Seeking Nirvana in Tibetan Buddhist Art
Visiting an art exhibition can be an uplifting experience, but the Asian Art Museum in San Francisco takes the idea to a new level with its latest show, Awaken: A Tibetan Buddhist Journey Toward Enlightenment.
The exhibition is structured as a journey from the chaos of contemporary life through several stages of growing awareness, illustrated by almost 100 Buddhist paintings, sculptures, and other objects. In theory, at least, it leads the viewer to a heightened state of awareness, if not nirvana. For a non-Buddhist Westerner like me, it’s a thought-provoking tour of religious artworks that range from beautiful to perplexing to terrifying.
The show opens with a clip of Godfrey Reggio’s spooky 1983 film Koyaanisquatsi, with speeded-up shots of cars zooming along downtown Los Angeles freeways, past lit-up high-rises at dusk. Accompanied by Philip Glass’s hypnotic soundtrack, the film conveys the back-and forth frenzy of modern life, with everyone in a hurry to go somewhere for no obvious reason. It’s the essence of non-awakeness.
Paired with the film is the first example of Tibetan art — and one of only three contemporary works in the show — Luxation 1 (top image) by Tsherin Sherpa, who emigrated to the United States as a youth. The group of 16 brightly colored square panels seem to present details of some larger subject in a mash-up of Pop art and traditional Tibetan painting. There are close-ups of demonic faces, smiling skulls, bulging eyeballs, claws, multicolored sheep and birds, and a spotted green snake contemplating a big blue phallus. (The title means dislocation or displacement, the same theme as the adjacent film clip.) From here the exhibition begins its journey toward spiritual awakening.
Among the most accessible works in the show are a number of sculptures of the Buddha or his followers, typically seated and meditating. Crafted in copper, bronze, wood, or stone, they’re elegantly posed and often lavishly decorated with inlaid jewels or gilt or paint. The 18th-century Padmasambhava from central Tibet is a spectacular example, depicting an eighth-century Indian mystic who is said to have introduced Buddhism to Tibet. With his realistically colored eyes and mouth he presents a fearsome image of someone to be obeyed.
The paintings are more difficult to understand. They often feature a central image of the Buddha or a famous guru surrounded by dozens of secondary figures. Some have faded from hundreds of years of exposure to light.
Gorampa Sonam Senge (1429-1489), Sixth Abbot of the Ngor Monastery, from central Tibet in about 1600, is just such a painting. It shows the monastic leader as a smiling figure flanked by lotus plants on each side, topped by a book and a sword. The smaller portraits on the left and right represent his teachers and their teachers, while the demonic-looking figures at the bottom are deities closely associated with the abbot. There are also some exotic creatures at the bottom — a pair of white elephants, several fierce-looking, multi-armed blue deities — creating the overall impression that there is too much information here.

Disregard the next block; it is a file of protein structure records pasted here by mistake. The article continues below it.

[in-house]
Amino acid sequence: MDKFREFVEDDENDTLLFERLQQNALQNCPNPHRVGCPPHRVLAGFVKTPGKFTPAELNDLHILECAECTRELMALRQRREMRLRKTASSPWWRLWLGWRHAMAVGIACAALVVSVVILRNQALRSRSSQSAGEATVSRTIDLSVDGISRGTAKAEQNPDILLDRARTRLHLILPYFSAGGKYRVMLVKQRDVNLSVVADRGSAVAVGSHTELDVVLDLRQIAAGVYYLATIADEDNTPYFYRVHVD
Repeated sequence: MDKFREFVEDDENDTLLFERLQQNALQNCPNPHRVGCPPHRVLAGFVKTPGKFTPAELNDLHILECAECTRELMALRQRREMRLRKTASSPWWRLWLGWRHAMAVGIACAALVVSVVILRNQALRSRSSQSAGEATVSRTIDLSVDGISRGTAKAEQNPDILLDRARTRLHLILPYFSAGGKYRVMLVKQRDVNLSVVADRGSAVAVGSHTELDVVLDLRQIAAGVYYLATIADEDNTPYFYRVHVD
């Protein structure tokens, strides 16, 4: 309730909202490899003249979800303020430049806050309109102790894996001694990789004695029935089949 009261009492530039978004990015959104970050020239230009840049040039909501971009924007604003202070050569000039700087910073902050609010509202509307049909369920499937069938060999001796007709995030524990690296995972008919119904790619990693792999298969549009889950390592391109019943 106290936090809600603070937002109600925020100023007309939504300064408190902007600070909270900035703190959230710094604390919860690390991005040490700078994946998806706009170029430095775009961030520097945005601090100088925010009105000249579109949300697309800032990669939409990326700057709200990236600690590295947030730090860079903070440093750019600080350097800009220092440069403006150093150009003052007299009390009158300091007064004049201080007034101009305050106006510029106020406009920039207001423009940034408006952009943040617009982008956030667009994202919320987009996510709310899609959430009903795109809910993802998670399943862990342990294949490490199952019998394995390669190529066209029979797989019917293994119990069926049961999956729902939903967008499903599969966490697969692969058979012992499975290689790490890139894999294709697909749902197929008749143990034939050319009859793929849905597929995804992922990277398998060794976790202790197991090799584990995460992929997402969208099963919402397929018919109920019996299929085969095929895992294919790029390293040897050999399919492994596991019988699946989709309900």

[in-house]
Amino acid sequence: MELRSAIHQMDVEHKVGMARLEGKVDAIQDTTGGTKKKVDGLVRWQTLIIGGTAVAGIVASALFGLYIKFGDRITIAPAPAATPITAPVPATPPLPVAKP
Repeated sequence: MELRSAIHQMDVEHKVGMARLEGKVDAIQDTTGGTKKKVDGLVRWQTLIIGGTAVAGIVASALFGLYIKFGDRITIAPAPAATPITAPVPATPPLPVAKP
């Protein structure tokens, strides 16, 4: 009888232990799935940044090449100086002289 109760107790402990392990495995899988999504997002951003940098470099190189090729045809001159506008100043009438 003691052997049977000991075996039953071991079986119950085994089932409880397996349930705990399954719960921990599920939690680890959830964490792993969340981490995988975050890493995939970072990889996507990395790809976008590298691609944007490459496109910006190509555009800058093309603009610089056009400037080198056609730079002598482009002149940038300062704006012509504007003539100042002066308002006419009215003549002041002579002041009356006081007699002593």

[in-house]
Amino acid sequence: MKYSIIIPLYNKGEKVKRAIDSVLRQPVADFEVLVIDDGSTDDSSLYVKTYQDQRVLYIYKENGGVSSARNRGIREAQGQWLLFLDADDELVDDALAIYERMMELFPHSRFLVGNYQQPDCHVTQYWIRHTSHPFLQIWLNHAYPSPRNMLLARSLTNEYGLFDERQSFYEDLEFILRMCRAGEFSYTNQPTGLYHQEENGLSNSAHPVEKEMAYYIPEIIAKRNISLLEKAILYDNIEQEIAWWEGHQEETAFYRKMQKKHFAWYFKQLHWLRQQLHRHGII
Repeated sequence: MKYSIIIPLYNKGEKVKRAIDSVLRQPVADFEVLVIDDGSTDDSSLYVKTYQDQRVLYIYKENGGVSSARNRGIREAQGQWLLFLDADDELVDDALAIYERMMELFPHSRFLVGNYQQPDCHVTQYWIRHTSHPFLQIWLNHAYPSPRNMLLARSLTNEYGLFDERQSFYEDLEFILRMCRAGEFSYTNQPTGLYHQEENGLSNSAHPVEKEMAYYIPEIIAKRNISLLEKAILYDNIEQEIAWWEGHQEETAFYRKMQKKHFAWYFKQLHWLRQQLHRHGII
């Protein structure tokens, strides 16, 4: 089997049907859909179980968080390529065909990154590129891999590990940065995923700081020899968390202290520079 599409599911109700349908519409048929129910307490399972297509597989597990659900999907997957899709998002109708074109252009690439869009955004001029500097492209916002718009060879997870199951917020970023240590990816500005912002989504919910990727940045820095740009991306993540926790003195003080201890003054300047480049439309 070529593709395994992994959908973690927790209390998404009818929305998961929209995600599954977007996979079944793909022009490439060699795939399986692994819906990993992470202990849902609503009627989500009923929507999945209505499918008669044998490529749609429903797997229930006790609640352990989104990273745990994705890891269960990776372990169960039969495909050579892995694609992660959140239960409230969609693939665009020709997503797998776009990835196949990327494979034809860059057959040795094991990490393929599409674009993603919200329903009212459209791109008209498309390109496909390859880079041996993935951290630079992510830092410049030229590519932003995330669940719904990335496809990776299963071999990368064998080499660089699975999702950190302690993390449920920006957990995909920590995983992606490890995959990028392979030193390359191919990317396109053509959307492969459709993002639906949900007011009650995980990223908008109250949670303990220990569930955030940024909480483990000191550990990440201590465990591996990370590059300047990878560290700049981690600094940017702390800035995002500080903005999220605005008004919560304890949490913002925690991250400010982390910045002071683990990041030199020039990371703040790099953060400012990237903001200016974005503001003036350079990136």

The work was intended to be an aid to meditation, reminding the viewer of the Abbot’s teachings and lineage. Yet the portraits are static and mostly monochromatic. The painting, like others in the show, has little of the visual energy of the sculptures or Sherpa’s three contemporary works. And without the excellent wall labels that explain the meanings of the artworks, most viewers would be baffled by the paintings.
The sculptures are another story, though. The meditating Buddhas and gurus display a calm assurance, while those depicting the monster-like terrors of the path toward awakening are astonishing.
Vajrabhairava, made in China as early as 1400, is a roughly four-by-four-foot polychromed wooden sculpture depicting a wrathful form of the deity who personifies the victory of spiritual wisdom over death. With a buffalo head that would be appropriate for a dragon, plus 34 hands on a stout humanlike body, he holds bells, knives, gongs, and strings of human heads.
As a work of art, it’s one of several demon-like sculptures that almost steal the show. It’s totally over the top.
Yet there’s another group of sculptures near the end of the exhibition — sexy couples in passionate embrace — that also represents the end of the journey toward enlightenment. Guhyasamaja and Sparshavajra, in gilt bronze from 15th-century Ming dynasty China, shows such tenderness and focus in the moment that it almost breaks your heart.
Awaken: A Tibetan Buddhist Journey Toward Enlightenment runs through May 3 at the Asian Art Museum, 200 Larkin Street, San Francisco. The exhibition was organized with the Virginia Museum of Fine Arts in Richmond, where it was on view last year. An extensive catalog by curators from both museums is published by Yale University Press.
(Top image: Tsherin Sherpa, Luxation 1, 2016, set of 16 panels, acrylic on cotton canvas; Virginia Museum of Fine Arts, Adolph D. and Wilkins C. Williams Fund. Photograph © Virginia Museum of Fine Arts, photo by Travis Fullerton.)
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